Wednesday, October 1, 2014

The Kindergarten Honeymoon

Christian has started kindergarten. Like most kids, he was conflicted. He was excited. He was nervous. He was pumped. He was scared. Luckily, he knew a few of the kids in his class. Yes, there would be girls in his class. His pre-k class was all boys, so he had trouble wrapping his brain around the concept of boys and girls co-mingling for extended periods of time. We explained how things would go. The bus would pick him up and bring him home. No, it would not get lost. He would hang his backpack and lunch bag up and sit in his seat. His teacher would be in charge. When she talks, he should listen. Sit quietly, keep your hands to yourself, raise your hand to ask questions. Be nice, be patient, be kind, be respectful. We thought we had it covered. The first couple of days were great. He was excited and bursting with all news of the day. He told us who he sat with and what he learned. By around day 5, the bloom was coming of the rose. He wearily climbed off the bus dragging a backpack that covers most of his body. I asked about his day. "I don't think this kindergarten thing is going to work out for me, Mom. There are too many rules, it's too long and I don't like the snacks. We can try again when I am older." I explained that all the kids were adjusting to the new routine, schedule and rules. I assured him that he would get the hang of it in no time. The kindergarten honeymoon was over but he can't break up with it. Or his teacher. Who he thinks is cute so he is willing to give her another chance. Lucky lady.

Tuesday, January 21, 2014

The Loosest Tooth

Christian lost his first tooth. This was a big deal in our house. We got daily, even hourly, updates about it's condition. "It's 80 pounds wiggly today. I can wiggle it 11 feet right now." But, mixed in with his excitement was fear. This was a new experience. Will it hurt a lot? Will it bleed? Can I still eat? Will the tooth fairy bring me a new tooth? Do they all fall out at once? Last night, the tooth literally fell into his lap. He was thrilled. "My tooth is out! I'm going to be rich!" We immediately sent out the bat signal and white smoke to all the family members who were equally invested in this momentous occasion in a young man's life. He found his tooth pillow and stuffed it in for the tooth fairy. Then we had long discussions about where to put the pillow. Do we put it under his pillow? Will the tooth fairy find it? Should we leave it on his dresser? We can't leave it on the floor because she might step on it and break it. Will she get lost and go to Sara's room? Let me tell you, I DID feel like sending up white smoke afterwards. A Papal Conclave is shorter and less serious than this kid making these life and death decisions. Finally, after much thought and discussion, the froggy tooth fairy pillow is 'gently' placed under his pillow. Imagine his shrieks of delight when he found the tooth fairy had left him a 'green rectangle money' in it's place. He proudly told me that he is now rich and can buy things. I don't think the kid understands the value of a dollar but he sure does know the value of the first lost tooth.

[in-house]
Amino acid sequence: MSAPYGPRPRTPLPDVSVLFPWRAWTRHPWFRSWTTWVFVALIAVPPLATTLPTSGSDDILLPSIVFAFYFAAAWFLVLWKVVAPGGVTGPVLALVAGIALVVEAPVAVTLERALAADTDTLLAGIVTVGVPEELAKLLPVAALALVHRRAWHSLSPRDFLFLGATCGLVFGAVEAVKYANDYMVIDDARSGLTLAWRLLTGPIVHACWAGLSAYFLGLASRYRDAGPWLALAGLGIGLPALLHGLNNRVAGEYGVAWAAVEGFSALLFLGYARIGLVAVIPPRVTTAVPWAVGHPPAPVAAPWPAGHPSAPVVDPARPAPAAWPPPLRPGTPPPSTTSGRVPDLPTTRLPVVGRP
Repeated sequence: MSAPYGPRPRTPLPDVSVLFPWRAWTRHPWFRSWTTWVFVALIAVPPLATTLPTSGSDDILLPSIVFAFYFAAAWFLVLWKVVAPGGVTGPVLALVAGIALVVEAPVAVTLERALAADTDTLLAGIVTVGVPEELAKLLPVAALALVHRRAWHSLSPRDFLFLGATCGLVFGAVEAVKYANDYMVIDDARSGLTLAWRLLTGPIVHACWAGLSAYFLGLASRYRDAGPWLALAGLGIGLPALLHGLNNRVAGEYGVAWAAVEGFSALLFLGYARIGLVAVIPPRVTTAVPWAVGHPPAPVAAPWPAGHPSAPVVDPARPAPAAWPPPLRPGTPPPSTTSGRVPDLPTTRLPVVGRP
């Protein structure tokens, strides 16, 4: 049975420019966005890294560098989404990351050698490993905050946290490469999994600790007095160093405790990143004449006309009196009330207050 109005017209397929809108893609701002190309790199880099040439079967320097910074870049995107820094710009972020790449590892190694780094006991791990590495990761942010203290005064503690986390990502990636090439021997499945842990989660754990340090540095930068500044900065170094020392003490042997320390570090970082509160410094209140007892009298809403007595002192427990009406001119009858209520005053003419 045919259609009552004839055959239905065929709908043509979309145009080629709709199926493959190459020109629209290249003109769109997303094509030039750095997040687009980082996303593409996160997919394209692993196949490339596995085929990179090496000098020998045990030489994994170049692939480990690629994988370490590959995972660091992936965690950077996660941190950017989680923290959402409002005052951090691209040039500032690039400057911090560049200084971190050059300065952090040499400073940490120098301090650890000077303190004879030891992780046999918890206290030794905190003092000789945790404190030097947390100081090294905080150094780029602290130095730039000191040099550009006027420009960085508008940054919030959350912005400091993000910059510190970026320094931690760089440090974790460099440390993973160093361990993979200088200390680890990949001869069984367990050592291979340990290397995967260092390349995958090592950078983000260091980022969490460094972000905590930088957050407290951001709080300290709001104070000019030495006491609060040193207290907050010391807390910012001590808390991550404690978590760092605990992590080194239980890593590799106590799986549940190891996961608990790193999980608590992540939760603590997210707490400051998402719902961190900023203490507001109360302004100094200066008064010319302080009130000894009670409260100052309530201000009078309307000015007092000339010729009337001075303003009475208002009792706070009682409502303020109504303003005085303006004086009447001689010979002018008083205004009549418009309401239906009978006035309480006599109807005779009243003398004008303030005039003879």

Friday, January 17, 2014

Silent Suffering

I picked Christian up from school today. His class was finishing up lunchtime. He came running up to me with a distressed and accusing look on his face. "Mom, you put CRUNCHY peanut butter in my lunch!" His face had disappointment with a hint of accusation all over it. I have to admit here and now, I did not feel too horrible about my parenting. Like it or lump it, kiddo. Turning to his teacher for sympathy of my own, I quipped, "He doesn't suffer in silence". She looked back at me and replied, "He doesn't do ANYTHING in silence." Well played, teacher. She gets to witness his mind in action for 16 hours a week. He is smart, funny and very, very chatty. His observations are both humorous and accurate. Nothing escapes this kid's attention. Right now he is obsessed with his first loose tooth. He wiggles it all day. And describes it in great and amusing detail. "It's 80 pounds wiggly. I can wiggle it 11 miles. Will the tooth fairy really leave me a money? Will she leave me a new tooth?" I don't have answers to all his questions and my answers are not nearly as fun. But, it sure does make the day (and time) fly by. No, Christian, we cannot actually see time fly. And we do not having flying clocks. Yes, he asked.